Growcom CEO Pat Hannan speaking at the Freedom Links workshop held at the Lockyer Valley Cultural Centre.
Growcom CEO Pat Hannan speaking at the Freedom Links workshop held at the Lockyer Valley Cultural Centre. Francis Witsenhuysen

Freedom Links: confronting forced labour

THE first anti-trafficking project of its kind in Australia has been launched by the Salvation Army in Gatton.

Held at the Lockyer Valley Cultural Centre, the Freedom Links workshop addressed the lack of formal mechanisms for social inclusion of vulnerable and isolated migrant workers in the region, the lack of awareness of the indicators of forced labour and how to respond to potential cases by the general public.

Guest speakers included representatives from Growcom, AFP and the Fair Work Commission, who discussed the issues of human trafficking, forced labour and modern slavery crimes in Australia, the key indicators of these issues and Australia's legal and social response to slavery.

Among the attendees were community leaders, service providers, first responders, organisations and agencies who engage with vulnerable migrants in the Lockyer Valley.

Attendees participated in a Q&A, group discussions and completed a survey to self-assess where the community saw itself as being able to detect, deter and respond to the matters discussed.

Co-ordinator Alison Rahill said industries with high rates of exploitation had been identified as agriculture, construction, hospitality and cleaning.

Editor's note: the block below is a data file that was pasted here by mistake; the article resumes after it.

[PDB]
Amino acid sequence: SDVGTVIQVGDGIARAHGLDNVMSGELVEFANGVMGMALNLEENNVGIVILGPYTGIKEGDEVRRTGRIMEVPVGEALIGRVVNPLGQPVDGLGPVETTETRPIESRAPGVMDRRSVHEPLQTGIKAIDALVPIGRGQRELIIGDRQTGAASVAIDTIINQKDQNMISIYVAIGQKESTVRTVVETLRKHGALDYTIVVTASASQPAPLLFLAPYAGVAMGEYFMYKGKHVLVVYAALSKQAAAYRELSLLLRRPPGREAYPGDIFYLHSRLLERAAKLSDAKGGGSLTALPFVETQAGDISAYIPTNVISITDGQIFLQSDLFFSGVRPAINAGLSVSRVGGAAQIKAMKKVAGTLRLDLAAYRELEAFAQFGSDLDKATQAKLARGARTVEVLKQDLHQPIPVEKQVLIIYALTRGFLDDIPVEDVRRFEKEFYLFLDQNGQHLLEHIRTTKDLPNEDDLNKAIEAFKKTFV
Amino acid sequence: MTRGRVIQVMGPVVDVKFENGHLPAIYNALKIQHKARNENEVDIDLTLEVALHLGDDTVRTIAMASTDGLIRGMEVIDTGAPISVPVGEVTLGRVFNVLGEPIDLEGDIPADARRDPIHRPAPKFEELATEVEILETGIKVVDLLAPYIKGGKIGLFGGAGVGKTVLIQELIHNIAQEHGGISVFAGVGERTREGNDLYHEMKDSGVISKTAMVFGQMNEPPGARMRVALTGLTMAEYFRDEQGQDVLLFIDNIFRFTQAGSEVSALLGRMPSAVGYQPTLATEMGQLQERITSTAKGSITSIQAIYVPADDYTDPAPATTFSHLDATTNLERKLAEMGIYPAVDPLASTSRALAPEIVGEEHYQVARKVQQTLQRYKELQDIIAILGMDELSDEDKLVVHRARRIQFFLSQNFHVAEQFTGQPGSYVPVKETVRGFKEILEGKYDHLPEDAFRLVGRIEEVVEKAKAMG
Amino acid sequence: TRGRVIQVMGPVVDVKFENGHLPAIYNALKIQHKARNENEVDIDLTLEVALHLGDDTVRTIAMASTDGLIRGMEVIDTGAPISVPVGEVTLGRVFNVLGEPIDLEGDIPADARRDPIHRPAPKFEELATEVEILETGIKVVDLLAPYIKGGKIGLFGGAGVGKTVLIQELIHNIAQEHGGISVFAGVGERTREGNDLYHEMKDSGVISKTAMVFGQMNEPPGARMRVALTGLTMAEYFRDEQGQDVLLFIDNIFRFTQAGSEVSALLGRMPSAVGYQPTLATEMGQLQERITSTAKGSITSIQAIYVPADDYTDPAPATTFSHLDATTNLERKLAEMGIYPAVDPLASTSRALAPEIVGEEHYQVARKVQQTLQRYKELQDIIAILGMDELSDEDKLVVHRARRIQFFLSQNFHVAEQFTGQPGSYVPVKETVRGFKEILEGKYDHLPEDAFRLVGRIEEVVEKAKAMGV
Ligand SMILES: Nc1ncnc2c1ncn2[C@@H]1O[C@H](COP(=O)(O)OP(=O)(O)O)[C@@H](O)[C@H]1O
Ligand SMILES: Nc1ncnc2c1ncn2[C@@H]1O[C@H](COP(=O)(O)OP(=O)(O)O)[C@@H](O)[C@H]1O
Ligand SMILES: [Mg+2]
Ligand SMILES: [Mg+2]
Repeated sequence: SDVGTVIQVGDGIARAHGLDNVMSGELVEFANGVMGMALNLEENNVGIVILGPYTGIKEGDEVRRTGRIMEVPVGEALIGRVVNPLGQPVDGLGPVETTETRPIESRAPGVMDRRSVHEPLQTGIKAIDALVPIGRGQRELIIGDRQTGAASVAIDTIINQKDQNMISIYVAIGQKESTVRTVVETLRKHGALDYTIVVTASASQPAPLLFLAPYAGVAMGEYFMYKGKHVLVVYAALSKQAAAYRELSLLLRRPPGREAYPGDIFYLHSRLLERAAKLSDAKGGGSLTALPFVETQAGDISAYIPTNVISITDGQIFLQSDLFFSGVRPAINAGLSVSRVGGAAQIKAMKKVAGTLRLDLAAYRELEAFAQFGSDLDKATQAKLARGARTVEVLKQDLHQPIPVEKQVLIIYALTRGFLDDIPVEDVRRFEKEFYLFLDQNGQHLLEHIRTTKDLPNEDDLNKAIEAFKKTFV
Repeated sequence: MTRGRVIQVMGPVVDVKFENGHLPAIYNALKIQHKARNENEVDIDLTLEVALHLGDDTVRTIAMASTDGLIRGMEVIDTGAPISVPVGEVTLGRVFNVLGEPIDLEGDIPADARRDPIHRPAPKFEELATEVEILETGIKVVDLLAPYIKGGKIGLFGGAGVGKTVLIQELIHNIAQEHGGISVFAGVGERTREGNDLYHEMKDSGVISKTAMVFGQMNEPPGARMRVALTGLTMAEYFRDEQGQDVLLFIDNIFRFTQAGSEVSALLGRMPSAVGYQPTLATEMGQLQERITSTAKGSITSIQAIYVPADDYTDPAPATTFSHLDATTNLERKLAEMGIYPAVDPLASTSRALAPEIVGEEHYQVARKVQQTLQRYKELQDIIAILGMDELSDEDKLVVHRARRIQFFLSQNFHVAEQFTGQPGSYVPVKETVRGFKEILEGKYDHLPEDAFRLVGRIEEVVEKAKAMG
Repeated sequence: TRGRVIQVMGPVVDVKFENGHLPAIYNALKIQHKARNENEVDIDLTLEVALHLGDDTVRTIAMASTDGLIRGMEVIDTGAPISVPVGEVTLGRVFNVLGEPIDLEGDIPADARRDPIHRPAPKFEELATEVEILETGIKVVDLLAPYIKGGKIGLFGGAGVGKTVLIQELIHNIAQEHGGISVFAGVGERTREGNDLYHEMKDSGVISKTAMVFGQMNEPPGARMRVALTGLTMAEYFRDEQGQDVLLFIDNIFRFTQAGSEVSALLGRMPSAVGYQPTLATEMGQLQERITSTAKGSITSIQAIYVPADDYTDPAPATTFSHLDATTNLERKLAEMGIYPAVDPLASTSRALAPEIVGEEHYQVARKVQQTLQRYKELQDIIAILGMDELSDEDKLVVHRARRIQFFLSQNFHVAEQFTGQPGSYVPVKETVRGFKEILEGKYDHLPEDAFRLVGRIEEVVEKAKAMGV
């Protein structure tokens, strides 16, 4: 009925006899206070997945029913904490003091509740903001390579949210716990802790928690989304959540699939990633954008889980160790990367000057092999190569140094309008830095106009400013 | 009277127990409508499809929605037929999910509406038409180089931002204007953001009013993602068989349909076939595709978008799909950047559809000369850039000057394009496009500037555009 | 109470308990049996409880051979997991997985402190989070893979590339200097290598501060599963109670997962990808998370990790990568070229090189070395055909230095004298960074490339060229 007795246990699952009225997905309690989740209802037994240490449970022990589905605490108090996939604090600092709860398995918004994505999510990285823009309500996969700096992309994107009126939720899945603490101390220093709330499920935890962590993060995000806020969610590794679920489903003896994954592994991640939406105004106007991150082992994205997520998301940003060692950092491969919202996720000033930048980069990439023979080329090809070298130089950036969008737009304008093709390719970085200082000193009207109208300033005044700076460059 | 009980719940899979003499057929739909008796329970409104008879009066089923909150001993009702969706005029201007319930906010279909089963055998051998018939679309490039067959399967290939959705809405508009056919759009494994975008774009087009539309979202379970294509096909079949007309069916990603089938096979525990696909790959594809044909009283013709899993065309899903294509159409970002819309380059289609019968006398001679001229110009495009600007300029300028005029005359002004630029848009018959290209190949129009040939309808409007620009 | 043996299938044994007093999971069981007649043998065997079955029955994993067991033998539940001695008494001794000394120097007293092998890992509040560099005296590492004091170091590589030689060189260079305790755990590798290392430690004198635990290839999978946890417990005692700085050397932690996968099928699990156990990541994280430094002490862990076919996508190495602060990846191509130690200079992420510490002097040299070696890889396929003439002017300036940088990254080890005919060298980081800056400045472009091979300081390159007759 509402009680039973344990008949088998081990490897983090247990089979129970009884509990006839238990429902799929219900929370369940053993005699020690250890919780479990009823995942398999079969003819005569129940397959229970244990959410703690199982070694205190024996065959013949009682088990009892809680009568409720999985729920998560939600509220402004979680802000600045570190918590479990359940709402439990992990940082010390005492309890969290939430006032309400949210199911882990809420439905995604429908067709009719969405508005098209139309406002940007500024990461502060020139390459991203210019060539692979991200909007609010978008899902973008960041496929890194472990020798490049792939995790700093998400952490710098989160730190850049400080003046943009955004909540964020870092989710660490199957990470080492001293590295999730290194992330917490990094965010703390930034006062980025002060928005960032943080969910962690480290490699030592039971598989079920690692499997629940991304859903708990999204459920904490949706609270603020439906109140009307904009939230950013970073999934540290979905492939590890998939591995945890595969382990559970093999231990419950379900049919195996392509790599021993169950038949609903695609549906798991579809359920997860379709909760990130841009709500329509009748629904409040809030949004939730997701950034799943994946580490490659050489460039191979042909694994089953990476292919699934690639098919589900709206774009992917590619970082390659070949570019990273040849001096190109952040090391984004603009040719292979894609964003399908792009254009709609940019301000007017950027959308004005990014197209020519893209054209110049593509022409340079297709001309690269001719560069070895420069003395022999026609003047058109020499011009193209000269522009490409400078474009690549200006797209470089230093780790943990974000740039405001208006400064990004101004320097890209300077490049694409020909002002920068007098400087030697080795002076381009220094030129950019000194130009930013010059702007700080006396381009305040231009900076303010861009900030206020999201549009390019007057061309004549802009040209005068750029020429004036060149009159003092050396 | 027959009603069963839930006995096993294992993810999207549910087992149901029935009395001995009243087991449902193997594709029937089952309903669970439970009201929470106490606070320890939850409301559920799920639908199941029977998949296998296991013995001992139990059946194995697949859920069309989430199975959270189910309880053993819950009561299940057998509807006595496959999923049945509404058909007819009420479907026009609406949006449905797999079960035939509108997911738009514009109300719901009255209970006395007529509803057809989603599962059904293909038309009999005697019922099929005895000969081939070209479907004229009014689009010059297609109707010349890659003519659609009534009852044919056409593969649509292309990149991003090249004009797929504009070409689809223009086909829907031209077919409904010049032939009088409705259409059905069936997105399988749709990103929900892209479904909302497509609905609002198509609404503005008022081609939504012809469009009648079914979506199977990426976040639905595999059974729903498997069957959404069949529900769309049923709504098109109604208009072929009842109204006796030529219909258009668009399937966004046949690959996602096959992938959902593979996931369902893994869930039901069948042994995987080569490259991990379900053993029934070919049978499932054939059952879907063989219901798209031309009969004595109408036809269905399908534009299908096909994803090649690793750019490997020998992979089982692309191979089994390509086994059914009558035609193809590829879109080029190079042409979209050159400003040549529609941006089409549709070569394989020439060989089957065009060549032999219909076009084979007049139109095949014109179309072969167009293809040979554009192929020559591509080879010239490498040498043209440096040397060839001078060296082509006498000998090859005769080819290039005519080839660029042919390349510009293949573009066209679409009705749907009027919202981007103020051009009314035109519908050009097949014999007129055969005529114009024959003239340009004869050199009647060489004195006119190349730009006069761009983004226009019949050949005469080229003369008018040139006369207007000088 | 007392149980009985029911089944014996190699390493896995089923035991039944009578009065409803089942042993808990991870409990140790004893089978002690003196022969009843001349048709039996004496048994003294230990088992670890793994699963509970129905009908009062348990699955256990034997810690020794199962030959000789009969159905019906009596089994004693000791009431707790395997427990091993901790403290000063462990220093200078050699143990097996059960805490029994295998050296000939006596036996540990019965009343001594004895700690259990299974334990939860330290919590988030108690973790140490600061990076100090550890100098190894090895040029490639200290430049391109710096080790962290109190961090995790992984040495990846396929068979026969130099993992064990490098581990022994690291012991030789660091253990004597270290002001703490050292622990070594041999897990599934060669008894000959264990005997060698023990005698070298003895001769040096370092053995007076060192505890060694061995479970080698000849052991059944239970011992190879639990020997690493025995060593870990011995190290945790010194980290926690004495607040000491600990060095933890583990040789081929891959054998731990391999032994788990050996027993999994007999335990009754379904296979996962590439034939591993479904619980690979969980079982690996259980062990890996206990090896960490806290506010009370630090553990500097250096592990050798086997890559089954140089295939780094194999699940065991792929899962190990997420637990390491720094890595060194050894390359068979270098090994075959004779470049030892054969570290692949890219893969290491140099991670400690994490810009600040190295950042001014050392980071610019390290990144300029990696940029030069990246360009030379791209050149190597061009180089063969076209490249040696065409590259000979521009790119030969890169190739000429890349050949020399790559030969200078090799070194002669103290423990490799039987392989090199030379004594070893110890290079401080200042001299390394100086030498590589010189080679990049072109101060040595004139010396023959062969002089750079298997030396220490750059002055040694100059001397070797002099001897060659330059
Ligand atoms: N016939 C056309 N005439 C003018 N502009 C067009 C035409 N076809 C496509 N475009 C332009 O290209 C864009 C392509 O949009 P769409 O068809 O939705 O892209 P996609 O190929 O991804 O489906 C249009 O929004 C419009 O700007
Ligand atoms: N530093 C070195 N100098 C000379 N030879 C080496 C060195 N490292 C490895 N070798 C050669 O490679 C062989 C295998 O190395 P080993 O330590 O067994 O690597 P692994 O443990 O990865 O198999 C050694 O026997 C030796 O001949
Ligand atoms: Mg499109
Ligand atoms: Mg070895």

"Freedom Links is about education, most people don't know forced labour is happening under our noses," Ms Rahill said.

"It's also about knowing what to look for and knowing the difference between underpayment of wages and criminal exploitation.

"It's really important to see individuals and organisations self-identify their role in stopping exploitation."

Ms Rahill said Freedom Links had already resulted in three new referrals of potential forced labour cases.

"Most importantly federal legislation will be introduced next year, forcing a spotlight on those working at the bottom of the supply chain ... in horticulture that means the boards of big supermarkets will have to report on how they investigate the working and living conditions of farm workers."

Guest speaker and Growcom CEO Pat Hannan said as the peak representative for Queensland Horticulutre they fully supported the anti-trafficking project and hoped more solutions would be developed to address the situation.

"We represent 2500 Queensland farmers... we take this stuff really seriously," he said

"Freedom Links a great concept and we have some wonderful programs that we've currenty got in play as well... our Fair Farms initiative which is all about educating our growers, making sure they understand their obligations in relation to their employees.

"We hope down the track to have an accreditation program so farmers who go through the program get a tick."

Mr Hannan said the majority of Queensland farmers were doing the right thing.

"When we talk about the employers, we can't always presume that that's a farmer," he said.

"We have about 1 percent of farmers who do not do the right thing and I'd like to see them hung, drawn and quartered. We will do everything we can to make sure that happens."

He said more authorities were required to respond to potential cases.

"Federal police and fair work do a wonderful job although there aren't enough of them," he said.

"They don't have the resources to do what we want them to do. And that is if there's a smell about the crop, go and sort them out."

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